How one person was spontaneously cured of HIV—and what that may mean in the fight against AIDS

human immunodeficiency virus hiv aids stem cell shutterstock
Credit: Kateryna Kon/Shutterstock

Twice, people infected with HIV have had levels of the virus in their bodies drop to undetectable levels after bone marrow transplants, never to return. Now it appears that a person may have cleared functional HIV with no outside help. If true, it would be the first known instance of a spontaneous cure.

Analysis of more than 1.5 billion cells taken from a patient known as EC2 showed no functional HIV copies in any of them, researchers report August 26 in Nature. The person still had some nonfunctional copies of the virus. While no one can say for sure that intact virus isn’t hiding in a cell somewhere in this person’s body, the finding suggests that some people’s immune systems can get the upper hand, essentially eliminating the pernicious and persistent virus.

Related article:  Can genetics predict a baby's risk of becoming an obese adult?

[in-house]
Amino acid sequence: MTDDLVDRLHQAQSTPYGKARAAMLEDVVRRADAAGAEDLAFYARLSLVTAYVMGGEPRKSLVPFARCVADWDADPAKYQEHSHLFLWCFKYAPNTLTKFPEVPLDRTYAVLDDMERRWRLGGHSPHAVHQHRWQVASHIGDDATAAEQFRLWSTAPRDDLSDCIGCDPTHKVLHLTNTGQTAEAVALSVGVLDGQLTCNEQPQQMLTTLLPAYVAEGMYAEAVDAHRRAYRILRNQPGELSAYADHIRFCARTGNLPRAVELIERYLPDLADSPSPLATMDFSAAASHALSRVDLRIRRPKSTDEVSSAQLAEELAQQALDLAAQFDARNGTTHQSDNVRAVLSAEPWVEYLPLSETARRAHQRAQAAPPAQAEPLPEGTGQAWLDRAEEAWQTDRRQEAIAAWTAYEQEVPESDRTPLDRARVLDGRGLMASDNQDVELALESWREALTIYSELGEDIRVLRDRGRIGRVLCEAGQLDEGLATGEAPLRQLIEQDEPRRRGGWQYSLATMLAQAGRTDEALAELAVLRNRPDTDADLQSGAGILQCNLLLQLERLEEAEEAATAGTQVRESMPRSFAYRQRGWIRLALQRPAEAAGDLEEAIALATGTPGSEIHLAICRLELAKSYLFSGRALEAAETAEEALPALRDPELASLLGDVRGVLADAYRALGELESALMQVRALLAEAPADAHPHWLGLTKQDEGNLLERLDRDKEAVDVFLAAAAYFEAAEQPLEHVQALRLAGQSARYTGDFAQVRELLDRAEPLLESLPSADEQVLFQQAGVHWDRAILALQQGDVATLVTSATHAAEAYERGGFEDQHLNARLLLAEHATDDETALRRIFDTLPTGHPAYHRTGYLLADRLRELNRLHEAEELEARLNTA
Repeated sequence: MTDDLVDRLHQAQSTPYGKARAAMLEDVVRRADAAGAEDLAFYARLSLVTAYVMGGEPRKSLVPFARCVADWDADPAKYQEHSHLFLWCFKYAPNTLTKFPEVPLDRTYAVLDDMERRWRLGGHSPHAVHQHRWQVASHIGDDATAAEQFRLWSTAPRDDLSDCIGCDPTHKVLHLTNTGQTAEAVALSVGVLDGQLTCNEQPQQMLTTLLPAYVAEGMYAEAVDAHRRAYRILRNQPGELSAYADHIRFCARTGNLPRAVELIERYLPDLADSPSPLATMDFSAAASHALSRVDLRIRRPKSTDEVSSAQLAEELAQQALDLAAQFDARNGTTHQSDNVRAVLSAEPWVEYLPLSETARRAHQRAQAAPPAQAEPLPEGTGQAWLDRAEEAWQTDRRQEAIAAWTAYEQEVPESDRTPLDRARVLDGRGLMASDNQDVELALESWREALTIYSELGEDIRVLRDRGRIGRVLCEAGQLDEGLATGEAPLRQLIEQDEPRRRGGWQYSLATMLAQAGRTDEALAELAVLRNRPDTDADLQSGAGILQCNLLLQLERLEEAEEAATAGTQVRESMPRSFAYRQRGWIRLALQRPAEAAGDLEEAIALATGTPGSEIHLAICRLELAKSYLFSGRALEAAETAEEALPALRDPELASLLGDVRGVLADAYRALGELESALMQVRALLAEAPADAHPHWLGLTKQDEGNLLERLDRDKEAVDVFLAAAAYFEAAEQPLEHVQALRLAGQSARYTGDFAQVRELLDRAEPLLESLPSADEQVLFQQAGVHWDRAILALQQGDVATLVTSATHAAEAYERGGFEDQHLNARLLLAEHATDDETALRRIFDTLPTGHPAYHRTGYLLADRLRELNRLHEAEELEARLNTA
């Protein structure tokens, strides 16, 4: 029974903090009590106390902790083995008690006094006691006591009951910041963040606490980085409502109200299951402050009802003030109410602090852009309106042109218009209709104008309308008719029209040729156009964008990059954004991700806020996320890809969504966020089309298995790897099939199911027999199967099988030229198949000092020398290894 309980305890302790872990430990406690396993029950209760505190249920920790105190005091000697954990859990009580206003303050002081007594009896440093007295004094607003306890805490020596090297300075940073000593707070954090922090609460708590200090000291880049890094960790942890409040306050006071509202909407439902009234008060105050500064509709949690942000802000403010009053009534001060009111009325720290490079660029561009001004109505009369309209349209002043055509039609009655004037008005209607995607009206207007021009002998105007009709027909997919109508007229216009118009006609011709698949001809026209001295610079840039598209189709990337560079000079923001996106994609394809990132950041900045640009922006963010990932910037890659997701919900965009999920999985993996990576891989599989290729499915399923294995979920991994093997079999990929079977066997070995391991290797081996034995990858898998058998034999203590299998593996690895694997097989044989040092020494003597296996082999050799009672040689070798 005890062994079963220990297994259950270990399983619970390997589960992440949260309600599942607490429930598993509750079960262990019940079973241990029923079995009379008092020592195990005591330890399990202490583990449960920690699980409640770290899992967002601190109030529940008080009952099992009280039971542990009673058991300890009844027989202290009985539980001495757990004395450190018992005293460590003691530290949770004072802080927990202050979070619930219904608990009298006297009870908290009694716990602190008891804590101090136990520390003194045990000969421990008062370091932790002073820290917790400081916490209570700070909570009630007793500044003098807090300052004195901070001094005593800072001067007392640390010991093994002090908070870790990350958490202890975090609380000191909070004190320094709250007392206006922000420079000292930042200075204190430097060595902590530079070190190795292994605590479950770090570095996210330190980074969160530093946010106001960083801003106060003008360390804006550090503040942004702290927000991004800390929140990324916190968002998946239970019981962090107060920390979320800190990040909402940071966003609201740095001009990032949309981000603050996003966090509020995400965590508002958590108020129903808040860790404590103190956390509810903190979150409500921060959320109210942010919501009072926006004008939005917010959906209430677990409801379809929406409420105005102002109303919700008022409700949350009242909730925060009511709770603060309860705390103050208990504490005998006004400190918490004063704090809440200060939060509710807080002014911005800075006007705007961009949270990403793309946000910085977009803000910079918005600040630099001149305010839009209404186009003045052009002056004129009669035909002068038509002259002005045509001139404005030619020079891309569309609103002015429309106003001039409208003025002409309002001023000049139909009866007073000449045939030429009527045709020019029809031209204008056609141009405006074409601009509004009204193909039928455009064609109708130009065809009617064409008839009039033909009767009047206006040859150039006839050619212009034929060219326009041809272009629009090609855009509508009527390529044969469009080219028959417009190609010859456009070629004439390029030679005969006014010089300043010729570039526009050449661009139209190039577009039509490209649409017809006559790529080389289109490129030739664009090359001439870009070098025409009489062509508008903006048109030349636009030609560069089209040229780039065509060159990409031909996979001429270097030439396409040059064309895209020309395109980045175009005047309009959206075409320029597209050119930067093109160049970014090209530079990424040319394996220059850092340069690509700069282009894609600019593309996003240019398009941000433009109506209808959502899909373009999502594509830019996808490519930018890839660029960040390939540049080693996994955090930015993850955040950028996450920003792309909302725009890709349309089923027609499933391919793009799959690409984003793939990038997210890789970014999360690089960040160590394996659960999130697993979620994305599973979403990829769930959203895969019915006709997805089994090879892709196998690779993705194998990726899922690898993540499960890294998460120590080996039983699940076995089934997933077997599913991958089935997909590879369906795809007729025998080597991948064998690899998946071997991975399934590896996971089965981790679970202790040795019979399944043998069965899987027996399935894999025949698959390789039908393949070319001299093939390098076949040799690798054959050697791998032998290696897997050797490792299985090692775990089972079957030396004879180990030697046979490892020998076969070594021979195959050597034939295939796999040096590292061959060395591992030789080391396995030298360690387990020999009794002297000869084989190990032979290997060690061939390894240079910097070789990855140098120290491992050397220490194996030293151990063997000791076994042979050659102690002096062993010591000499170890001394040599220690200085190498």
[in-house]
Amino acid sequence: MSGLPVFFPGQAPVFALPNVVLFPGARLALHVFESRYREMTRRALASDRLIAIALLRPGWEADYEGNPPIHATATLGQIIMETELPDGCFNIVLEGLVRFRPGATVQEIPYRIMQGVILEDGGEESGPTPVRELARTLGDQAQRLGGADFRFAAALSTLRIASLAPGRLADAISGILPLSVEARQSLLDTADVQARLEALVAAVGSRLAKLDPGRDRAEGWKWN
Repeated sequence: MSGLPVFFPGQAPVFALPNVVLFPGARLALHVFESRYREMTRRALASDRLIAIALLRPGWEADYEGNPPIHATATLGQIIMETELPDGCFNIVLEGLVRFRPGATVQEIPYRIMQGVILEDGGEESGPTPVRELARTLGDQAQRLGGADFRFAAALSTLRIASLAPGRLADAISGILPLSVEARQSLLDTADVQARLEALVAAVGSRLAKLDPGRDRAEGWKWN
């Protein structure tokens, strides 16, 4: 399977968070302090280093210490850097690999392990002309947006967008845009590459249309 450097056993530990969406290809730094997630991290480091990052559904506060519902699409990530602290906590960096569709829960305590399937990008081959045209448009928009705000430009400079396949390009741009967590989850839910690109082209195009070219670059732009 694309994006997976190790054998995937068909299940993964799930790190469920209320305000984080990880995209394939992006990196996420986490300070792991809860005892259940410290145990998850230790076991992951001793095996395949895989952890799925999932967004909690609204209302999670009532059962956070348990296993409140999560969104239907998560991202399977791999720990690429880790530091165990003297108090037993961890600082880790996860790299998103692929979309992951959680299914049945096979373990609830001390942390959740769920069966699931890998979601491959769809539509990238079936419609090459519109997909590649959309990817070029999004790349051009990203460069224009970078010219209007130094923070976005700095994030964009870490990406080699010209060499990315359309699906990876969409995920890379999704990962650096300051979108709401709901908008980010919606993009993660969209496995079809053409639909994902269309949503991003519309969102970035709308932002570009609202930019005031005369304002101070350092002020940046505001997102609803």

Researchers want to know how elite controllers quash the virus for long periods of time. It has been difficult to figure it out, [HIV researcher Satya] Dandekar says, because no one has recorded the first fight scenes between HIV and the elite controllers’ immune systems.

Follow the latest news and policy debates on agricultural biotech and biomedicine? Subscribe to our newsletter.

“Once you figure out the mechanism [by which] this is working, maybe you can figure what goes wrong in everyone else and fine-tune it,” [virologist Monica] Roth says. The researchers have eliminated some possibilities, but haven’t solved the mystery yet of how elite controllers achieve their status.

Read the original post

Outbreak Daily Digest
Biotech Facts & Fallacies
GLP Podcasts
Infographic: Here’s where GM crops are grown around the world today

Infographic: Here’s where GM crops are grown around the world today

Do you know where biotech crops are grown in the world? This updated ISAAA infographics show where biotech crops were ...
News on human & agricultural genetics and biotechnology delivered to your inbox.
glp menu logo outlined

Newsletter Subscription

* indicates required
Email Lists
Send this to a friend